Not only did Carmichael confirm that a trial court judge must have considerable leeway in deciding how to go about determining whether particular expert testimony is reliable, the trial court is also given considerable leeway in deciding how to decide to test an expert’s reliability.  Specifically:

 the trial court must have the same kind of latitude in deciding how to test an expert’s reliability, and how to decide whether or when special briefing or other proceedings are needed to investigate reliability, as it enjoys when it decides whether or not that expert’s relevant testimony is reliable.42
This analysis applies to all cases, whether they are complex and embrace novel theories of liability, or whether they are simple and straightforward.  The Rule 104(a) hearing can be as broad or narrow as the trial court deems necessary.

E. Evidentiary Hurdles For The Pioneering Trial Lawyer
The potential that trial courts may apply Joiner and Carmichael to exclude expert testimony offered by plaintiffs is a very serious concern.  This is especially true in novel areas such as toxic chemical insult and product liability cases.  Indeed, there is some evidence that following the Daubert decision, many courts were excluding expert testimony.43
This particular issue was a very serious concern to Justice Breyer in his concurring opinion and Justice Stevens in his dissenting opinion in Joiner.44  Both justices observed there may be future scientific discoveries concerning things such as toxic chemicals and other harmful agents, which cause injuries to people and the environment.  Justice Breyer noted that, as cases presenting significant science-related issues increase, trial court judges must exercise their gate keeper function cautiously.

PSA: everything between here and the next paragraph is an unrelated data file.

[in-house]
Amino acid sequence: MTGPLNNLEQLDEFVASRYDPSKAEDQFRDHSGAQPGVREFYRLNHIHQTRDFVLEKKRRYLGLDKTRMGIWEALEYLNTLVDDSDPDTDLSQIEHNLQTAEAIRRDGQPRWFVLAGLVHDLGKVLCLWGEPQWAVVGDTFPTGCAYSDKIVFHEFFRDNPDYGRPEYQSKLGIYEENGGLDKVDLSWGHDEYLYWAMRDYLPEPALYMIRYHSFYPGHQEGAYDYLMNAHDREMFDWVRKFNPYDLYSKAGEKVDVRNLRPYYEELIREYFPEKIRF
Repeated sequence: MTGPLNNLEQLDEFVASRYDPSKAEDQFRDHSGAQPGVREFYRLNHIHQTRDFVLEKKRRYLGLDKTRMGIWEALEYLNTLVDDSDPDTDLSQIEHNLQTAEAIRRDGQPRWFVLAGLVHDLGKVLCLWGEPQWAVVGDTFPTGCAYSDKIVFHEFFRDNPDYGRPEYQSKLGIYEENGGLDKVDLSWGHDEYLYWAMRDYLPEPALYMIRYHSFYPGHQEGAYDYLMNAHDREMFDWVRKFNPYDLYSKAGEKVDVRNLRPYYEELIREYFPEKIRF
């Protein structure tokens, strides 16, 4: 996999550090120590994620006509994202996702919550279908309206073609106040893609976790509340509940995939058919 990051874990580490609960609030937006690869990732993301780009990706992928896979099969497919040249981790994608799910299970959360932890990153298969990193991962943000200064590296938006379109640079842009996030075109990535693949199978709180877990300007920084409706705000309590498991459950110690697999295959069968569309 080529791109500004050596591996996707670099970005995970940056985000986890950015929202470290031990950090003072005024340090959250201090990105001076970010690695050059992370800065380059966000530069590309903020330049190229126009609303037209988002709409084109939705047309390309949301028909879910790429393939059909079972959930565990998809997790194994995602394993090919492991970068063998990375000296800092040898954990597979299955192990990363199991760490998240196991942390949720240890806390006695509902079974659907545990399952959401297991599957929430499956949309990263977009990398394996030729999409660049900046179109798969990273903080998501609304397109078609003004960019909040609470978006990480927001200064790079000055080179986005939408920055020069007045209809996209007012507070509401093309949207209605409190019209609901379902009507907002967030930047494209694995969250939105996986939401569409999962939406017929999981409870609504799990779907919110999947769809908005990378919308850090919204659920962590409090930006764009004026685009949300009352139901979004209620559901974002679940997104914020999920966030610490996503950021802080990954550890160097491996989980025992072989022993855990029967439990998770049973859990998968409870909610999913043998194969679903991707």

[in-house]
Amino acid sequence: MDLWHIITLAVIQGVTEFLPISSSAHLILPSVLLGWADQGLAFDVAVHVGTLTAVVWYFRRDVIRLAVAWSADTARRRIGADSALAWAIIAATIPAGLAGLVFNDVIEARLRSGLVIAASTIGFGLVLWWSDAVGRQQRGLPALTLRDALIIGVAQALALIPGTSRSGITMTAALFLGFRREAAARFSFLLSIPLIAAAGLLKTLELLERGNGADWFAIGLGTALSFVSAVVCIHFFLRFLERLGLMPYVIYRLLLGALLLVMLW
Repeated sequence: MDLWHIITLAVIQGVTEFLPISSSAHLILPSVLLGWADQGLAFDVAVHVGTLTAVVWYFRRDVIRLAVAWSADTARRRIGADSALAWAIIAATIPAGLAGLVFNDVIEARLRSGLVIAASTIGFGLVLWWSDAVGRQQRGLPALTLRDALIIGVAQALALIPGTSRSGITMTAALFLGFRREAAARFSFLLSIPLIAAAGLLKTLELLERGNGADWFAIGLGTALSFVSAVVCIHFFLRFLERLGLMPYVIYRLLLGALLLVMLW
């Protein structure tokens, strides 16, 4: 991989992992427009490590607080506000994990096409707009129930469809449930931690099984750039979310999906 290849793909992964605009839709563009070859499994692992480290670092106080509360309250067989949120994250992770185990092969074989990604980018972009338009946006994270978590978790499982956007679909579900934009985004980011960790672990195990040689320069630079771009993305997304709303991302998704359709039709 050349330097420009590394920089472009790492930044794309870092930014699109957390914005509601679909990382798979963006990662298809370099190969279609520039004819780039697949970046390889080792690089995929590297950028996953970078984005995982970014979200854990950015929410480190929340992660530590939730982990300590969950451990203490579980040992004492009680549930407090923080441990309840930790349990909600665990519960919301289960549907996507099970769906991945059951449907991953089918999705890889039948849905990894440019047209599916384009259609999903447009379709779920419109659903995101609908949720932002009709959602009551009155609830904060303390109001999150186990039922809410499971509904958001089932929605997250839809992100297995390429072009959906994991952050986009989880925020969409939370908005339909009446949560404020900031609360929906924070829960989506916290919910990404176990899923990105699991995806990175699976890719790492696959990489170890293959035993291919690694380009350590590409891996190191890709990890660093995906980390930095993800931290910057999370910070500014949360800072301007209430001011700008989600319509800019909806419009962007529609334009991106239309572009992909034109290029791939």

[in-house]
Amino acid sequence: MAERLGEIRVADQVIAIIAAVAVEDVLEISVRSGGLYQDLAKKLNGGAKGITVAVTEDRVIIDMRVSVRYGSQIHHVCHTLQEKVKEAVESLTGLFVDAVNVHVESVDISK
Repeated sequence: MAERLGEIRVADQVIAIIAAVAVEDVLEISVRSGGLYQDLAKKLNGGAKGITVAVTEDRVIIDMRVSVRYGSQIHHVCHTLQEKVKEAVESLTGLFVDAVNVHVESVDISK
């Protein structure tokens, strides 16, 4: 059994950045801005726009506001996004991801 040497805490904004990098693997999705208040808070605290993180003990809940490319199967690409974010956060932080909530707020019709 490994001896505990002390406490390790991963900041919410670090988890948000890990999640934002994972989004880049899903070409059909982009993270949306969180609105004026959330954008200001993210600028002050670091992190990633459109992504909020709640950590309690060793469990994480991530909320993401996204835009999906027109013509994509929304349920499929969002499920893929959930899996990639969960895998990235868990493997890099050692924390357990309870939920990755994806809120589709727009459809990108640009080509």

Citing research studies by the United States Department of Health and Human Services which identify more cancer causing agents, Justice Breyer stated:

 Modern life, including good health as well as economic well-being, depends upon the use of artificial or manufactured substances, such as chemicals.  It may, therefore, prove particularly important to see that judges fulfill their Daubert gate keeping function, so that they help assure that the powerful engine of tort liability which can generate strong financial incentives to reduce, or to eliminate, production points toward the right substances and does not destroy the wrong ones.  It is, thus, essentially in this science-related area that the courts administer the Federal Rules of Evidence in order to achieve the "end[s]" that the Rules themselves set forth not only so that proceedings may be "justly determined" but also so, "that the truth may be ascertained." 45
Ultimately, this is the challenge to all trial lawyers:  The ascertainment of truth and justice for your clients.  Justice Breyer’s concern in this regard apparently was satisfied in Carmichael because he delivered the majority opinion of the court.  The Carmichael decision made clear that the Daubert list of factors was meant to be helpful, not definitive:

 Indeed, those [Daubert] factors do not all necessarily apply even in every instance in which the reliability of scientific testimony is challenged.  It might not be surprising in a particular case, for example, that a claim made by a scientific witness has never been the subject of peer review, for the particular application at issue may never previously have interested any scientist.  Nor, on the other hand, does the presence of Daubert’s general acceptance factor help show that an expert’s testimony is reliable where the discipline itself lacks reliability, as, for example, do theories grounded in any so-called generally accepted principles of astrology or necromancy.46
Also, experience-only based expert testimony or expert testimony based on skill, experience or observation may be admissible if the trial court is satisfied as to its relevance and reliability under Daubert.  This is a clear signal that an advocate involved in a case which presents a new theory or novel issue must be prepared with scientific and/or engineering research that supports the inferences drawn by the expert.
Conversely, as part of your discovery, it is absolutely essential to request specific information from your opposing expert as to any research or engineering studies relied upon for opinions proffered.  A thorough review of these studies by plaintiff’s counsel and expert is important to demonstrate the inferences drawn by the opposing expert are frail, or "that the expertise is fausse and the science is junky."47